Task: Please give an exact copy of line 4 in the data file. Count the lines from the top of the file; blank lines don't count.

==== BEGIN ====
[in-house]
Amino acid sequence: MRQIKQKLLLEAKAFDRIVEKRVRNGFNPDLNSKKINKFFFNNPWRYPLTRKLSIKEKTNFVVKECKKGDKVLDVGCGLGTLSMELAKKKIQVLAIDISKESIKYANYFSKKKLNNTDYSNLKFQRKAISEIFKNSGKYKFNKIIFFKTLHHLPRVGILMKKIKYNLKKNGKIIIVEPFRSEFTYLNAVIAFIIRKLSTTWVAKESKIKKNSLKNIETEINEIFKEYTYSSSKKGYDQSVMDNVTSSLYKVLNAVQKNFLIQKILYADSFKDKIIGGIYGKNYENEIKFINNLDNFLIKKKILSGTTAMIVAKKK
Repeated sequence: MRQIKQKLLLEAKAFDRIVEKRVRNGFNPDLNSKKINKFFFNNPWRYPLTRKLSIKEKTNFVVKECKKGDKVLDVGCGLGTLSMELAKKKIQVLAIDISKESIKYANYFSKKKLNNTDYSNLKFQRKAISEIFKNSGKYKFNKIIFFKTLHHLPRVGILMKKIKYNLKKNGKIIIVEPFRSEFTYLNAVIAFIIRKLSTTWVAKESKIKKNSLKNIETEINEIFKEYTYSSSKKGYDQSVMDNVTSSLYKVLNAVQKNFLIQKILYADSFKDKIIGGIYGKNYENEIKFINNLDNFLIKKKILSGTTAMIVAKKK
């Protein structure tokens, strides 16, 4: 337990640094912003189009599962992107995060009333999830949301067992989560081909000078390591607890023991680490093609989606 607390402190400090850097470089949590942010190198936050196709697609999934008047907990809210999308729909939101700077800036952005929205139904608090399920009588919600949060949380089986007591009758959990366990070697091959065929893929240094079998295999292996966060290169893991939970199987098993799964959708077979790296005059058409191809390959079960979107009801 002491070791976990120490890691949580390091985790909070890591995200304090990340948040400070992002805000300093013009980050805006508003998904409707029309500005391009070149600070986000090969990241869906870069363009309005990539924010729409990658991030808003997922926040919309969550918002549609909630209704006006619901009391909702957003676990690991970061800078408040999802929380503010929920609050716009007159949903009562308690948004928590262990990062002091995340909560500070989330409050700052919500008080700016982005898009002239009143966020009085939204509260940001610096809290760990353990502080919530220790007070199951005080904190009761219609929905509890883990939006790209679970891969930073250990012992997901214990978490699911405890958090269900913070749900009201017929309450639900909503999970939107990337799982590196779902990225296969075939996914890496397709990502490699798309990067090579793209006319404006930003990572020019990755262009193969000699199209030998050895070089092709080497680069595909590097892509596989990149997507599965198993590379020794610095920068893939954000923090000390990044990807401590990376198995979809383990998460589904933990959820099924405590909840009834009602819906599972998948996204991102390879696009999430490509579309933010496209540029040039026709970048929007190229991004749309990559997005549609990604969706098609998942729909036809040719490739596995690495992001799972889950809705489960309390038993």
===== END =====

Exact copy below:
């Protein structure tokens, strides 16, 4: 337990640094912003189009599962992107995060009333999830949301067992989560081909000078390591607890023991680490093609989606 607390402190400090850097470089949590942010190198936050196709697609999934008047907990809210999308729909939101700077800036952005929205139904608090399920009588919600949060949380089986007591009758959990366990070697091959065929893929240094079998295999292996966060290169893991939970199987098993799964959708077979790296005059058409191809390959079960979107009801 002491070791976990120490890691949580390091985790909070890591995200304090990340948040400070992002805000300093013009980050805006508003998904409707029309500005391009070149600070986000090969990241869906870069363009309005990539924010729409990658991030808003997922926040919309969550918002549609909630209704006006619901009391909702957003676990690991970061800078408040999802929380503010929920609050716009007159949903009562308690948004928590262990990062002091995340909560500070989330409050700052919500008080700016982005898009002239009143966020009085939204509260940001610096809290760990353990502080919530220790007070199951005080904190009761219609929905509890883990939006790209679970891969930073250990012992997901214990978490699911405890958090269900913070749900009201017929309450639900909503999970939107990337799982590196779902990225296969075939996914890496397709990502490699798309990067090579793209006319404006930003990572020019990755262009193969000699199209030998050895070089092709080497680069595909590097892509596989990149997507599965198993590379020794610095920068893939954000923090000390990044990807401590990376198995979809383990998460589904933990959820099924405590909840009834009602819906599972998948996204991102390879696009999430490509579309933010496209540029040039026709970048929007190229991004749309990559997005549609990604969706098609998942729909036809040719490739596995690495992001799972889950809705489960309390038993």